I love these books (have most of them, lost track, and now have to find the more recent books)–but never realized they were ever marketed as young adult books. They weren’t as far as I could see, in my local Borders or used book store. There are children in the series–you have GOT to write an article about the woman who runs the local orphanage! Wow, she’s amazing.

    The language is deceptively gentle, and the mysteries, although they’re charming, most of them do contend with the reality of life. The women and men who come to Mma Ramotswe feel like genuine human beings. Their problems are not hypermagnified as in most western mysteries. It is a wonderful series.

    I’ve heard mixed reviewed of the TV series. I’ll have to check it out for myself!

  2. says

    Hmm, I know I saw them shelved in YA somewhere, and I haven’t read them myself. Borders online does call it “popular fiction”, so I’ll edit the post.

    I definitely plan on reading the books now.

  3. eccentricyoruba says

    i thoroughly enjoyed this TV series though i have been told by some friends from Botswana that there were some inaccuracies with the actors’ accents and the portrayal of Gaborone. there were also some complaints due to most of the actors being either American or South African. despite these little problems the No. 1 Ladies Detective Agency is highly enjoyable! i wish there’ll be a second season. and i must add that i loved Grace Makutsi’s character.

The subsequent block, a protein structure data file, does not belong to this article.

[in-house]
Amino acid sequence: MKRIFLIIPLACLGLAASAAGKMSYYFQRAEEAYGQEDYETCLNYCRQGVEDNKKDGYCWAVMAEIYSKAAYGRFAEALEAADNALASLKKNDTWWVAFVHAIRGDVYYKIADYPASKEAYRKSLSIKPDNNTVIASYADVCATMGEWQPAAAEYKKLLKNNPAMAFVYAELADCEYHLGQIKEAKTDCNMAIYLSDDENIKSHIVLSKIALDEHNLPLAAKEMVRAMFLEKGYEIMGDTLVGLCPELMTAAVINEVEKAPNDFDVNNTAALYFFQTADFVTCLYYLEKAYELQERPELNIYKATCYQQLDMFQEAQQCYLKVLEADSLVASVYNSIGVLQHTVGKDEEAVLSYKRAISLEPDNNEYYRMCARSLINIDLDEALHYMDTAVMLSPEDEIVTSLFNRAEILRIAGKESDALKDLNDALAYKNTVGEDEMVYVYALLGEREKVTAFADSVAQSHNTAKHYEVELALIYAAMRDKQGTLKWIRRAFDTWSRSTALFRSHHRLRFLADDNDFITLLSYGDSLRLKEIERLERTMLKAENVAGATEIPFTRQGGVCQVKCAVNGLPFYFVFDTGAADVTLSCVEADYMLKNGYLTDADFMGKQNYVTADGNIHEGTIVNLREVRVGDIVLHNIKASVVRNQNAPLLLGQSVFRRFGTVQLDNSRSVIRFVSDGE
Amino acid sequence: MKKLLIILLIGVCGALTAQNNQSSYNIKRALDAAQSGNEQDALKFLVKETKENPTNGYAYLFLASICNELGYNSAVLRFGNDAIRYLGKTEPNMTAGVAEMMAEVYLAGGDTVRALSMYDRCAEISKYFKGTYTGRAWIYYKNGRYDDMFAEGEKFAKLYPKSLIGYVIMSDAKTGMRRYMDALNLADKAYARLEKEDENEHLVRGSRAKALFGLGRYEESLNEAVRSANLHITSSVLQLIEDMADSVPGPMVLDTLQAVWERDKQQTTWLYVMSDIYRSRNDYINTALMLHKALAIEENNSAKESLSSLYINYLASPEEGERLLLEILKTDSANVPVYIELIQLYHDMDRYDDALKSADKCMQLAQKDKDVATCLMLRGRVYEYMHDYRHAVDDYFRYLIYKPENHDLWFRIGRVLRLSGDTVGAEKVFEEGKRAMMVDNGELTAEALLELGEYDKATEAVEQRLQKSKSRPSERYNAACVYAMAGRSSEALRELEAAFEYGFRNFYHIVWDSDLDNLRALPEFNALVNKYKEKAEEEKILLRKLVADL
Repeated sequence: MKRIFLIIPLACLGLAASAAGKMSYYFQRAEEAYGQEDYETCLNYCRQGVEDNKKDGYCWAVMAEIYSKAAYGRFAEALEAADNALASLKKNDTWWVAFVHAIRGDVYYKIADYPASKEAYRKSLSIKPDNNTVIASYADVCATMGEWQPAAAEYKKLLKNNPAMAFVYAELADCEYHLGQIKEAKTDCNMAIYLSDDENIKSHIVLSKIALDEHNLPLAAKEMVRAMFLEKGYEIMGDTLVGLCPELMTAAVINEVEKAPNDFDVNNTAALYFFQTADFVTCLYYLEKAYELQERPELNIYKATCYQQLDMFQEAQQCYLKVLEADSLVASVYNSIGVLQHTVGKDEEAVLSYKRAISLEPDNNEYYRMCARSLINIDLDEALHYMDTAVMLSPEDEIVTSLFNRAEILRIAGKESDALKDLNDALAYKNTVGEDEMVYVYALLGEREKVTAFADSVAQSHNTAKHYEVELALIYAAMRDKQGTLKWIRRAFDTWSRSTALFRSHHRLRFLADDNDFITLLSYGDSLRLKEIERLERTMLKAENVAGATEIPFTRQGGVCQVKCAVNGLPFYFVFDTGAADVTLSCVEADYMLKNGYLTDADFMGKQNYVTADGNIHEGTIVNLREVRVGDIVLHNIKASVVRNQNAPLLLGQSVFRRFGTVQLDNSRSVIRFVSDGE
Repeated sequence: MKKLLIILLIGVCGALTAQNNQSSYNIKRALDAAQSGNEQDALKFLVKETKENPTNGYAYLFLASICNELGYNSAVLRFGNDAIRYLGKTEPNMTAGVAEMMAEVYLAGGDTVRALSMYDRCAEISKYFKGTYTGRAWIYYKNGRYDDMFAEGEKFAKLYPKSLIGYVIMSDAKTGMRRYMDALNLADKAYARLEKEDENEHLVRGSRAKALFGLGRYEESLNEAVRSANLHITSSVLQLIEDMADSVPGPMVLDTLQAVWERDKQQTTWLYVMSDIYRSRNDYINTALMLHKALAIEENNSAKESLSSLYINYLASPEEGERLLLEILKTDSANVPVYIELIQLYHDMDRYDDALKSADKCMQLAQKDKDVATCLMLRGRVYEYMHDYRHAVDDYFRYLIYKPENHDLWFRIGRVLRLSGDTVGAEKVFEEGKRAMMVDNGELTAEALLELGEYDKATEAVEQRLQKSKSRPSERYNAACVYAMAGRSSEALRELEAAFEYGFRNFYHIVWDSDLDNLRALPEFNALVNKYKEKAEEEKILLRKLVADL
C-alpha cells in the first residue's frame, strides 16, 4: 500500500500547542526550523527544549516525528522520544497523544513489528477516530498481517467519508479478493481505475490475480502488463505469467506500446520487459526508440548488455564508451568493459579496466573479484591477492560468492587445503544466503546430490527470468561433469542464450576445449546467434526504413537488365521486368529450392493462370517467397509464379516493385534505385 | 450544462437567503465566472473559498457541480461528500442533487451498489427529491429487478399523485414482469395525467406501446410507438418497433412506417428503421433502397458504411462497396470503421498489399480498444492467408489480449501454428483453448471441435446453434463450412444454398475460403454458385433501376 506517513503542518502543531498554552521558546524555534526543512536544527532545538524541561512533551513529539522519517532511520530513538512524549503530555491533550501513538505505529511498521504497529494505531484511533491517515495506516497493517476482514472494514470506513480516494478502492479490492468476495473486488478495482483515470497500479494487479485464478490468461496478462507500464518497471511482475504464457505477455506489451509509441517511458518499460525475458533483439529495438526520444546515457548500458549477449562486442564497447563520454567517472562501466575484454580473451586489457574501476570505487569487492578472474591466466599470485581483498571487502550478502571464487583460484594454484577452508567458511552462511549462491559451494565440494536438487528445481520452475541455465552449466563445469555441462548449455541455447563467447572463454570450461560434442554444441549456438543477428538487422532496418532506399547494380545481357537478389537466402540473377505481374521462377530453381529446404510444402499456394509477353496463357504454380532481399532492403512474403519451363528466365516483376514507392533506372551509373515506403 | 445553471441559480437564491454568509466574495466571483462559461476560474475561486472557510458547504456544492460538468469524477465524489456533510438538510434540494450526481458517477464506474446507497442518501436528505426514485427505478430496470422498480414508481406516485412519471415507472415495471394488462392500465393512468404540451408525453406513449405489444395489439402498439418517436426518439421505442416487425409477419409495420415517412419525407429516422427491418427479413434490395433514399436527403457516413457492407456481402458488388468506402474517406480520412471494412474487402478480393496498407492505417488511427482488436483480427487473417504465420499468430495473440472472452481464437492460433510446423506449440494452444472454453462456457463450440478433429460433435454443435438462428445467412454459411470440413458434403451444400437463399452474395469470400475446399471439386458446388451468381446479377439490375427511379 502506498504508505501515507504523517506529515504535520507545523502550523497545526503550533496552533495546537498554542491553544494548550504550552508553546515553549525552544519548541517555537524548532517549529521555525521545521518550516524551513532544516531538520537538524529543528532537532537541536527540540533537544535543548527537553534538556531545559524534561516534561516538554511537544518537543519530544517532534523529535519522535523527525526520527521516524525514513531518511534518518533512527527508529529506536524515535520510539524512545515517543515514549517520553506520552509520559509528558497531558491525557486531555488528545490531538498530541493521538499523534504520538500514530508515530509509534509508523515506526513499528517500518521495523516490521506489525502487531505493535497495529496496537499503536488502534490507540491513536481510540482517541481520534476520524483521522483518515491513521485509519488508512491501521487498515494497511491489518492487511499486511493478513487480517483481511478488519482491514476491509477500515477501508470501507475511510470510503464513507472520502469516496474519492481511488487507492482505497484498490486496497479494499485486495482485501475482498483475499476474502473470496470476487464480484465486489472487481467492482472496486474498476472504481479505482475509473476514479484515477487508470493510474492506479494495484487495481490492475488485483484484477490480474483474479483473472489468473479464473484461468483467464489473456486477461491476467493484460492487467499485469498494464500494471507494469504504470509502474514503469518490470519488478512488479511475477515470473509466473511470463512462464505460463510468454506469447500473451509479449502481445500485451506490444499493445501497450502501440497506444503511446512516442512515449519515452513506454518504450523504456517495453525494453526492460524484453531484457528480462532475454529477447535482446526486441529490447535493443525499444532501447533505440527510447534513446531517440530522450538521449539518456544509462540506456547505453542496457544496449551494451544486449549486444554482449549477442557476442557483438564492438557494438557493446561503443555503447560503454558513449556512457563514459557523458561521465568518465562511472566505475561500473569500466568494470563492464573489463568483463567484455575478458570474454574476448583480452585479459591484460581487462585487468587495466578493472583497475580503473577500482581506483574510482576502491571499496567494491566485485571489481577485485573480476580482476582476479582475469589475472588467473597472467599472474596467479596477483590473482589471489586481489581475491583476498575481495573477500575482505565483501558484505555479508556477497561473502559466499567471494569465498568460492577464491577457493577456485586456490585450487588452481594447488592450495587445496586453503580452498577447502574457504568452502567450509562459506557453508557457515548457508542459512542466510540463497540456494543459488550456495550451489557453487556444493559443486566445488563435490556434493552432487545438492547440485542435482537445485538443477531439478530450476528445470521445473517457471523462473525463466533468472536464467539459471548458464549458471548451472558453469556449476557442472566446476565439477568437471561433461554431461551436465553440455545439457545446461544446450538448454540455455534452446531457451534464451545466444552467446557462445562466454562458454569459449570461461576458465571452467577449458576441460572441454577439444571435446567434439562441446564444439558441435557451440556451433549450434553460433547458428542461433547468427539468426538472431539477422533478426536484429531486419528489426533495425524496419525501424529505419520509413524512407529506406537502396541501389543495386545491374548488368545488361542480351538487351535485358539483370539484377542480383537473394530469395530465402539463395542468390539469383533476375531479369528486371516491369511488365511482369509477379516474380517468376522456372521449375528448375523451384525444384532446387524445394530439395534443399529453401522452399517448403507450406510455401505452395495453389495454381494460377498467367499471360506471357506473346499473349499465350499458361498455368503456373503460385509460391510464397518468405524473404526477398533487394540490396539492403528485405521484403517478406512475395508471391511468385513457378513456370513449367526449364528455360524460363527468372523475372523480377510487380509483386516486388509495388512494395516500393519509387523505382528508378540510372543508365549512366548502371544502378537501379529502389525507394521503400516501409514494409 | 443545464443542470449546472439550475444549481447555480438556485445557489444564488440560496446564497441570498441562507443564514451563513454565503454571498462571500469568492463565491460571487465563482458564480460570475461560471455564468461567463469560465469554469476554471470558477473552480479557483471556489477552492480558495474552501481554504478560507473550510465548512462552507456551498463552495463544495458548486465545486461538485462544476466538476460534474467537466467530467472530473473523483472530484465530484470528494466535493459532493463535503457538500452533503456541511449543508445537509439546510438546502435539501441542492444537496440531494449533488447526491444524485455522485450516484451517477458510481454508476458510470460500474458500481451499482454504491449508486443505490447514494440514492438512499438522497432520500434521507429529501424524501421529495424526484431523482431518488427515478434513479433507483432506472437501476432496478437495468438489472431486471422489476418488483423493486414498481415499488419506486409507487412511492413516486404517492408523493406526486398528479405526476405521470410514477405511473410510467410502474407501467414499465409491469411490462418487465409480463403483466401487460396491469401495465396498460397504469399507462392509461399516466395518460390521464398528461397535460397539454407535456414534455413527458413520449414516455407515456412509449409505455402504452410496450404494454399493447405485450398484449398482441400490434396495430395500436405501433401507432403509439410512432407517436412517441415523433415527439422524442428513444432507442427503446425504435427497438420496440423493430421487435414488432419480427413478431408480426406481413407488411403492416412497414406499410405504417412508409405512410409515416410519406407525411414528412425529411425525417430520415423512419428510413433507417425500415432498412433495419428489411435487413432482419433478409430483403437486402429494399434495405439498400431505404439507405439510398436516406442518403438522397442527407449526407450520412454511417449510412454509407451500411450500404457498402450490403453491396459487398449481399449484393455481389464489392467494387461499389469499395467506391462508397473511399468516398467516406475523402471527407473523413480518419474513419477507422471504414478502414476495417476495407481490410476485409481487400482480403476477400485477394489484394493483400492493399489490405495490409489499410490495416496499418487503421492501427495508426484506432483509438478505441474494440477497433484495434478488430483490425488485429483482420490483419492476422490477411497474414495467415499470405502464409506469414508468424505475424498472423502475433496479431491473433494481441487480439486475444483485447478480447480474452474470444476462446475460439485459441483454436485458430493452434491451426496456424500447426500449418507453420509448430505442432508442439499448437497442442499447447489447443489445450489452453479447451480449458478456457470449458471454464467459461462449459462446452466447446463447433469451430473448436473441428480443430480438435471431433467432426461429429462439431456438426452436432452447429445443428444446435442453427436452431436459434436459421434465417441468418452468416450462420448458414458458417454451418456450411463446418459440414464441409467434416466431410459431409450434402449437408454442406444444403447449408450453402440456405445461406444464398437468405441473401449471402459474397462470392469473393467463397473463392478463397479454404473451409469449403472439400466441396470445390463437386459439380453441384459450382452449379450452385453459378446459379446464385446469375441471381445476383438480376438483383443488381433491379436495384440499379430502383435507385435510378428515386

4. says

    Julie, re: the woman who runs the orphanage – she hasn’t been featured much in the series so far. Amazingly, she’s one of the characters the author based on a real person, and that gets discussed in the DVD extras. Perhaps we’ll see more of her in S2, or maybe I’ll end up reading and reviewing the books.

    eccentricyoruba, thanks for sharing that. I’m not surprised to hear some mistakes have been made. I think the show is wonderful overall, but I imagine there was some pressure to cast known actors and that probably led to the complaints you’re describing (i.e., if they’d hired actors from Botswanan, the accents would have been genuine, thus solving both problems).

  5. Robin says

    I don’t read a lot of straight-up mysteries, but I do enjoy watching them on TV. I’ll have to take a look the next time it’s on.

  6. Lindsey says

    I hadn’t heard of this series at all, but now I definitely want to check it out. HBO has produced a lot of TV I’ve enjoyed.